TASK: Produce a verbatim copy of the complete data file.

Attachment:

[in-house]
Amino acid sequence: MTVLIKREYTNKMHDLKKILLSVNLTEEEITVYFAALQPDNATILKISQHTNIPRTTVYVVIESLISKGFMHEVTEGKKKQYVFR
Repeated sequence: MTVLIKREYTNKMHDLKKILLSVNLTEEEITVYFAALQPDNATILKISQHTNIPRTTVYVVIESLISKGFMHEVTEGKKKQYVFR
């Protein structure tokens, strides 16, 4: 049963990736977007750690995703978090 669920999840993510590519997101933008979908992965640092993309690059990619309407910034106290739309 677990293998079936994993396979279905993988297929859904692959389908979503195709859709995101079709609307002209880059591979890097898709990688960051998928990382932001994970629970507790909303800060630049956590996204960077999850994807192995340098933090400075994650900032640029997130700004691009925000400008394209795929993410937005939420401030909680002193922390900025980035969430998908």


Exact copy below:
[in-house]
Amino acid sequence: MTVLIKREYTNKMHDLKKILLSVNLTEEEITVYFAALQPDNATILKISQHTNIPRTTVYVVIESLISKGFMHEVTEGKKKQYVFR
Repeated sequence: MTVLIKREYTNKMHDLKKILLSVNLTEEEITVYFAALQPDNATILKISQHTNIPRTTVYVVIESLISKGFMHEVTEGKKKQYVFR
């Protein structure tokens, strides 16, 4: 049963990736977007750690995703978090 669920999840993510590519997101933008979908992965640092993309690059990619309407910034106290739309 677990293998079936994993396979279905993988297929859904692959389908979503195709859709995101079709609307002209880059591979890097898709990688960051998928990382932001994970629970507790909303800060630049956590996204960077999850994807192995340098933090400075994650900032640029997130700004691009925000400008394209795929993410937005939420401030909680002193922390900025980035969430998908």